Tag Archives: Outdoors

Ethics, aesthetics and outdoors

I’m reading for the umpteenth time a really good book on outdoors, the Kaplans‘ The Experience of Nature. Rachel and Stephen Kaplan make some really important points in their book. It maybe didn’t have quite the impact in UK as … Continue reading

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Lost, like my name.

“The trouble is, Nick, you don’t know who you are.” It’s true. This Lent I have been occupied by a phrase from the letter of St James:  purify [your] hearts, dipsychoi, people with divided souls. Like some kind of fidget … Continue reading

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For thy servants take pleasure in her stones, and favour the dust thereof

What is a ruin? Some initial thoughts on applying Jane Carroll’s topoanalysis to Thursbitch and Ludchurch.  Whether there are night-ravens or pelicans in one’s insomnia (the psalm commentaries spend some time on the animals in Psalm 102: I think I … Continue reading

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Nature Books

The AHRC Favourite Nature Books project closes its nominations at the end of November. I made a nomination in the end, but with a very heavy heart: it felt like taking one book and saying goodbye to the others. I … Continue reading

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Green Thoughts, Green Shades, Green Knights

What sort of journey does Gawain go on?  I asked this when thinking about the interior and exterior journeys in children’s literature and traditional tales. Today – cold as cold, but sunny even in the woods as the leaves lose … Continue reading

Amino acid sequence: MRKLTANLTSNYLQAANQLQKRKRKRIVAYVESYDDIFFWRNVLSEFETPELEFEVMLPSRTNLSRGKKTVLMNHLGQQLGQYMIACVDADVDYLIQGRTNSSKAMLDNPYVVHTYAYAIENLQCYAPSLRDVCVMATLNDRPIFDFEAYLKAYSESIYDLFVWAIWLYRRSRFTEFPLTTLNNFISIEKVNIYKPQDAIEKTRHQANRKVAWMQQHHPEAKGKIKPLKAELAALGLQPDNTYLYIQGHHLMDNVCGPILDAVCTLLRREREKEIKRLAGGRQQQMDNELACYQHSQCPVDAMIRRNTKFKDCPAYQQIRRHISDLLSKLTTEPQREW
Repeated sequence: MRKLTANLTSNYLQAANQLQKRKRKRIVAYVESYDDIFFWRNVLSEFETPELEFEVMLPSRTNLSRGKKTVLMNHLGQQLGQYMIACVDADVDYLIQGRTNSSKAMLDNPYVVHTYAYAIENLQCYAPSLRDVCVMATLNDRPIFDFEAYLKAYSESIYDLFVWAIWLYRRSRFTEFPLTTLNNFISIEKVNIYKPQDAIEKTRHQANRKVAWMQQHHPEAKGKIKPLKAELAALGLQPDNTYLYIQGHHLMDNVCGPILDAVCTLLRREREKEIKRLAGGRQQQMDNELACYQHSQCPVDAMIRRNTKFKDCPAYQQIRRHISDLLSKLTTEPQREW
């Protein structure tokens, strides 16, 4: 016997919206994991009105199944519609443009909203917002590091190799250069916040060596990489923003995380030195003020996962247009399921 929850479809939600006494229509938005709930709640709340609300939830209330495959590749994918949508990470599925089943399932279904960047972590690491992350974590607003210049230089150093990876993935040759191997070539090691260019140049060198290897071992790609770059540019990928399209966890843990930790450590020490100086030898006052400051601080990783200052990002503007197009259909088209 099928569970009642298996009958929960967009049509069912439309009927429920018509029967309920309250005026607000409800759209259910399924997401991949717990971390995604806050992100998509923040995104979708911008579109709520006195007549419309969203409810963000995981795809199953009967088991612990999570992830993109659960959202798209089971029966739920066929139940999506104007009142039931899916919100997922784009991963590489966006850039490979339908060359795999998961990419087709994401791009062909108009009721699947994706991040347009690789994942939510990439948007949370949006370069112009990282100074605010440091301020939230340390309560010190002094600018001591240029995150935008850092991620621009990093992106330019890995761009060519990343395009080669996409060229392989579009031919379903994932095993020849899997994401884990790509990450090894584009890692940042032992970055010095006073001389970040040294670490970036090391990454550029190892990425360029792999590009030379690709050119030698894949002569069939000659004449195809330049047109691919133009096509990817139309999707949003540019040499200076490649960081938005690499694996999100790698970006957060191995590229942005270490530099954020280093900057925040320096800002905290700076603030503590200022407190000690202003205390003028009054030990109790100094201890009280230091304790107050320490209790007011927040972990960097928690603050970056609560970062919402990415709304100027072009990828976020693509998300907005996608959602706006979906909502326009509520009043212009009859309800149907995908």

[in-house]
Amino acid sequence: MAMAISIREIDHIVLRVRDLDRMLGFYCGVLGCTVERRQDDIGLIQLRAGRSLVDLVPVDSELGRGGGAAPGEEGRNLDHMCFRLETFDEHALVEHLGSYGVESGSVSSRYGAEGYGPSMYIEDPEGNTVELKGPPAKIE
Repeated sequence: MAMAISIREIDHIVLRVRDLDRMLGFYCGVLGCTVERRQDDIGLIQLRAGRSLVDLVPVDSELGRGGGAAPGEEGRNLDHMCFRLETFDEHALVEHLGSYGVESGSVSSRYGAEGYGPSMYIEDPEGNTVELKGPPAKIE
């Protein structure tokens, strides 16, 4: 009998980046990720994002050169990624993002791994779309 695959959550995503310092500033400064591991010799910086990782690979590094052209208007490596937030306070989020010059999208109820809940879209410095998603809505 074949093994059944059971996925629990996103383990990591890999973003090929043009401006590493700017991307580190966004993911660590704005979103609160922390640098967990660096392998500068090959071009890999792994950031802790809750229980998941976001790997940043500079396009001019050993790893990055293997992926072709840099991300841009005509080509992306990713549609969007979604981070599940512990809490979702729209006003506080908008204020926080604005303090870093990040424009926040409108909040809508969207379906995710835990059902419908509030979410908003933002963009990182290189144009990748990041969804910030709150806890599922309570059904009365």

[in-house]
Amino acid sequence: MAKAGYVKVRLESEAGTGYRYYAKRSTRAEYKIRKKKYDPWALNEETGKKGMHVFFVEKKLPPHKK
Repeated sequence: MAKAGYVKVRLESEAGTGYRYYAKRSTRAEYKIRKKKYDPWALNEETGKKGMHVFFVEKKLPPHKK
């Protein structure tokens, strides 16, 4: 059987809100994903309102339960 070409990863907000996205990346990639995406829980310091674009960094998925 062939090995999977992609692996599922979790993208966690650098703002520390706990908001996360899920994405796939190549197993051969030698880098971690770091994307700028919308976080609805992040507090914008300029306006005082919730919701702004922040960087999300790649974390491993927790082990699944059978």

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We’re Not Scared

Bear Hunt is an improbable book: wonderful, but not really a narrative of an afternoon’s outing. The children move through a variety of landscapes and seasons in a re-playing of an older nursery game (with possible variants about lions, guns … Continue reading

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More on lost words

When, a while back, I made a brief mention of the disappearance of some words from the Oxford children’s dictionary I acknowledged the limitations of the lexicographer, who needs to balance all sorts of needs. I also mourned (briefly) the … Continue reading

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Creating Relationships with Place through Story

This is Garner’s own line, and I come back again and again to the talk it comes from. I am not going to debate his method or dispute with him about this. I do wonder, however, about whether there is … Continue reading

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Green Thoughts: time and space in Thursbitch and Boneland

It is interesting to speculate on the role of a complex author such as Alan Garner and whether he can be counted a “green writer” – or whether that kind of nomenclature is at all useful. He is not writing … Continue reading

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Boneland and Thursbitch

As I come away from Twitter this evening I am aware I have started a hare around “favourite” works by Alan Garner. Now, Mat raised a tricky question about “good books” and children’s books in his MA session in which the … Continue reading

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